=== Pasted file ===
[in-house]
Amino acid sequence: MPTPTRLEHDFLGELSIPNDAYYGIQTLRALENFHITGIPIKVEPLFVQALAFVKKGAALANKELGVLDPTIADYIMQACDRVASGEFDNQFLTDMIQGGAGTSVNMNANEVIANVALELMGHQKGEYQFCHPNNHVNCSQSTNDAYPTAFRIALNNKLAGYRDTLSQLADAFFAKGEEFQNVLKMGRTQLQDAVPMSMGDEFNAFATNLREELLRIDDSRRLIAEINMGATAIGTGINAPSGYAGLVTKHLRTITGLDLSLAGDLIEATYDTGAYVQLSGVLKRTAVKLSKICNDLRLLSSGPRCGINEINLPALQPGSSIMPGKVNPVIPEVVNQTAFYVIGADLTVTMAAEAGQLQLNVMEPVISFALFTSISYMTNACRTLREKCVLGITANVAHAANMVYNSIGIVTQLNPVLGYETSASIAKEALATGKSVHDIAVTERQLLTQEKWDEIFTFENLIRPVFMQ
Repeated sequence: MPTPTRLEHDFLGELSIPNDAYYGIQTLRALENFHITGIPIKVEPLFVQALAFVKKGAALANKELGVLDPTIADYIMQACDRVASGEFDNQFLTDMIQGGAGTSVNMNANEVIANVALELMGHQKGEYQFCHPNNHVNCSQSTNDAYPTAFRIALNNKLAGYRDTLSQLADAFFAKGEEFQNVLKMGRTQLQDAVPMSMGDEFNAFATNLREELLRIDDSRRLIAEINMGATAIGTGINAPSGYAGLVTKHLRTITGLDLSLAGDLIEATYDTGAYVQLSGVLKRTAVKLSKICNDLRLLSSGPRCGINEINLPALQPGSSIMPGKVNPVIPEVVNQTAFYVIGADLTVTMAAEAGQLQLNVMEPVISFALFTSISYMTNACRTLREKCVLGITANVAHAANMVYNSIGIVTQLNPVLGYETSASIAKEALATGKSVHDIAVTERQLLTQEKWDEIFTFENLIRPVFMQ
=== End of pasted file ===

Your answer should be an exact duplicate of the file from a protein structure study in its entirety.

[in-house]
Amino acid sequence: MPTPTRLEHDFLGELSIPNDAYYGIQTLRALENFHITGIPIKVEPLFVQALAFVKKGAALANKELGVLDPTIADYIMQACDRVASGEFDNQFLTDMIQGGAGTSVNMNANEVIANVALELMGHQKGEYQFCHPNNHVNCSQSTNDAYPTAFRIALNNKLAGYRDTLSQLADAFFAKGEEFQNVLKMGRTQLQDAVPMSMGDEFNAFATNLREELLRIDDSRRLIAEINMGATAIGTGINAPSGYAGLVTKHLRTITGLDLSLAGDLIEATYDTGAYVQLSGVLKRTAVKLSKICNDLRLLSSGPRCGINEINLPALQPGSSIMPGKVNPVIPEVVNQTAFYVIGADLTVTMAAEAGQLQLNVMEPVISFALFTSISYMTNACRTLREKCVLGITANVAHAANMVYNSIGIVTQLNPVLGYETSASIAKEALATGKSVHDIAVTERQLLTQEKWDEIFTFENLIRPVFMQ
Repeated sequence: MPTPTRLEHDFLGELSIPNDAYYGIQTLRALENFHITGIPIKVEPLFVQALAFVKKGAALANKELGVLDPTIADYIMQACDRVASGEFDNQFLTDMIQGGAGTSVNMNANEVIANVALELMGHQKGEYQFCHPNNHVNCSQSTNDAYPTAFRIALNNKLAGYRDTLSQLADAFFAKGEEFQNVLKMGRTQLQDAVPMSMGDEFNAFATNLREELLRIDDSRRLIAEINMGATAIGTGINAPSGYAGLVTKHLRTITGLDLSLAGDLIEATYDTGAYVQLSGVLKRTAVKLSKICNDLRLLSSGPRCGINEINLPALQPGSSIMPGKVNPVIPEVVNQTAFYVIGADLTVTMAAEAGQLQLNVMEPVISFALFTSISYMTNACRTLREKCVLGITANVAHAANMVYNSIGIVTQLNPVLGYETSASIAKEALATGKSVHDIAVTERQLLTQEKWDEIFTFENLIRPVFMQ